Opportunities to Explore
According to a recent PwC report, tourist arrivals from BRIC nations increased by 6.1% in 2017, with a total of 275 521 visitors entering the country and accounted for 2.7% of all arrivals – up from 2.6% in the previous year. Although these numbers seem slight, one should remember that BRIC visitors spend an average of R3-billion a year. The easing of visa requirements have added to this bump in arrivals, and Minister Hanekom’s dedication to continuing to ease the process is promising. And contrary to popular belief, BRIC travellers do not travel on budgets, but rather seek out luxury tourism experiences such as cruises, private tours, jewellery, and high-class culinary experiences.
A combination of business and leisure travel – also known as bleisure – is therefore key in introducing more people from BRIC nations and other countries to the many world-renowned offerings SA has in store. International travellers spend the largest amount of their cash on transport (at 26.5%) and accommodation (15%), but sectors like restaurant and retail can easily enjoy the direct economic benefit that tourism brings.
Rising Above the Challenges
Despite challenges for regions like the Western Cape, which experienced drought during the 2017/18 summer season, Cape Town remains a top-tier destination on the continent. The Cape Town International Airport also experienced a 10% increase in international traveller numbers from January to March this year, according to Tim Smith, Managing Partner at global hospitality consultancy firm HVS. “Cape Town’s recovery in the coming years is expected because of a stronger economy, the recent announcement that there would be no ‘Day Zero’ for 2019 if water restrictions are adhered to and an anticipated faster growth in foreign and domestic tourism,” he told IOL in September.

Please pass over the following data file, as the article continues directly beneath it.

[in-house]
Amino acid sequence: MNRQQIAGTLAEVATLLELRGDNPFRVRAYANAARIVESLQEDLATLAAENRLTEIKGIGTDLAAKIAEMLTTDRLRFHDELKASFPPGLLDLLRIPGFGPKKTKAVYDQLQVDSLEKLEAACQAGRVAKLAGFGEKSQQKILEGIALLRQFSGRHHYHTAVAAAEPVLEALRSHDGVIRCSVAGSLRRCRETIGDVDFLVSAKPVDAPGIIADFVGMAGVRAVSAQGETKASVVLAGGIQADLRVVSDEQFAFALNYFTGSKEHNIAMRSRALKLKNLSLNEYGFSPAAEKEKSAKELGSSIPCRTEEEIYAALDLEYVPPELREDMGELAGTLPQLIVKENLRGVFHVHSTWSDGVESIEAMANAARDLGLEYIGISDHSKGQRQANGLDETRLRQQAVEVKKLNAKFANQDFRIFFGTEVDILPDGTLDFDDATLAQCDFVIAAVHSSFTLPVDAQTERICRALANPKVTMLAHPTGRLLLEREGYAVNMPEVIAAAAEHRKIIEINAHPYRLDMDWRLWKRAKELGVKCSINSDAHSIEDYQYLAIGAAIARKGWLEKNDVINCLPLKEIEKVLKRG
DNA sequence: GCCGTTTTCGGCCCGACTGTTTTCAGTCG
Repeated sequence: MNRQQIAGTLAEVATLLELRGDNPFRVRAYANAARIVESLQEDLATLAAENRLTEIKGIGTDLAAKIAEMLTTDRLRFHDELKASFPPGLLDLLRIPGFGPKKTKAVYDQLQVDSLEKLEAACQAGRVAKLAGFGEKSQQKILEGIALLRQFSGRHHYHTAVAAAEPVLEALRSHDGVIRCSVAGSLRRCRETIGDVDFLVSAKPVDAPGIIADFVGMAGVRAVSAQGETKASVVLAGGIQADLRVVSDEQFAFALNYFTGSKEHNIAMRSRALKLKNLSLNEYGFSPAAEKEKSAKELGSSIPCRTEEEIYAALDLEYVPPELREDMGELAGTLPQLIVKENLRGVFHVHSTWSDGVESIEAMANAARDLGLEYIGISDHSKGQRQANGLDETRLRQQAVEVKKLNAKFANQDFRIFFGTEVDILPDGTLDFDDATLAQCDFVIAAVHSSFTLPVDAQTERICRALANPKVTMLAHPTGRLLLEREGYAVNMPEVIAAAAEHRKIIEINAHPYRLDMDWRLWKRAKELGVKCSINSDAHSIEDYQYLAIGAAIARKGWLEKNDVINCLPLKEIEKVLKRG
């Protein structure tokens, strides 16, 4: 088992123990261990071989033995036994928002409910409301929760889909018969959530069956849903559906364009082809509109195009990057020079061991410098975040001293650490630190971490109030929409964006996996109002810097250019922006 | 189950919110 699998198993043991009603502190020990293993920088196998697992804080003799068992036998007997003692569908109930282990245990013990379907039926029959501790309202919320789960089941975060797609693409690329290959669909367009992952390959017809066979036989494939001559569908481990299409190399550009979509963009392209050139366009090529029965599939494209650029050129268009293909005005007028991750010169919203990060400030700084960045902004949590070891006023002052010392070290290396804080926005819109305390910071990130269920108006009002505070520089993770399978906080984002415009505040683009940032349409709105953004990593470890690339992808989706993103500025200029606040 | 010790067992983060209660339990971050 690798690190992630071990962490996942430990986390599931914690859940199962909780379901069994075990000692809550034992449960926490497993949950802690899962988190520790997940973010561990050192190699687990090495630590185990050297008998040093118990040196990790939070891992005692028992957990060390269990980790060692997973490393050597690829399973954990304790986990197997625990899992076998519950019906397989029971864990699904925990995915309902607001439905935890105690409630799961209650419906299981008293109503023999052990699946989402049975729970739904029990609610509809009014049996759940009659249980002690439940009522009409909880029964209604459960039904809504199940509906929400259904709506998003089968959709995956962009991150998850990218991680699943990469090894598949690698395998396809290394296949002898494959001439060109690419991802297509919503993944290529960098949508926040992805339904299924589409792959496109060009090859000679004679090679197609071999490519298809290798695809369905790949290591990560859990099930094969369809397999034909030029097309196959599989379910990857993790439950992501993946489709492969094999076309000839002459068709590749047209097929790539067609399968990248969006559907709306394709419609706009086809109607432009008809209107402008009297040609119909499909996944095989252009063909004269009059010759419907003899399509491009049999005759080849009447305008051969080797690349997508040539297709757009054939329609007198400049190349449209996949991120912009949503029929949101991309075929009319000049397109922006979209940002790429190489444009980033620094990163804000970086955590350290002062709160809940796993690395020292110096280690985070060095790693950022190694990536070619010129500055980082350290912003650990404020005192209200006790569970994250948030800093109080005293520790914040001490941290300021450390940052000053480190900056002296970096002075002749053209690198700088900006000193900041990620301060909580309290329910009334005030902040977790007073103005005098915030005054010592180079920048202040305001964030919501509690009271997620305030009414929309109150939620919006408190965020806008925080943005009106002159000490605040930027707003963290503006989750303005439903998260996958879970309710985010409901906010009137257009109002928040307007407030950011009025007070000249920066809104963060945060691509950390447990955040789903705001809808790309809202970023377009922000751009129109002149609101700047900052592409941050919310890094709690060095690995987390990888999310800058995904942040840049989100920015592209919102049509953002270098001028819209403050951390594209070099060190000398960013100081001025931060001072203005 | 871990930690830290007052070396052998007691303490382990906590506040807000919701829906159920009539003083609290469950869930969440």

Last year saw a surge in hotels in the Cape including the Radisson Red and the Silo in the trendy Silo District as well as the 504-bedroom Southern Sun and StayEasy Cape Town City Bowl. Marriott International is also planning on opening 539 rooms in the Foreshore in the next five years with AC Hotel Cape Town Waterfront in November, Residence Inn Cape Town Foreshore and Marriott Cape Town Foreshore in February and March 2023.
Johannesburg looks particularly well despite challenges facing SA in the last twelve months, according to the HVI report. “Johannesburg’s international airport O.R. Tamboremains Africa’s largest and busiest airport with a total of over 21 million passengers in the financial year of 2017/2018, which represents a slight decline to the financial year before.
In contrast, occupancy has shown a continuous growth and is the highest it has been since 2009 in Sandton and the surrounding hotels… Room nights sold increased by 7% during the high season of 2017/2018 and RevPAR is expected to climb in 2018 and then stagnate in 2019 and 2020 due to a slight increase in new hotel supply. Rosebank is a fast-emerging area in Johannesburg with vibrant commercial, residential and retail developments.”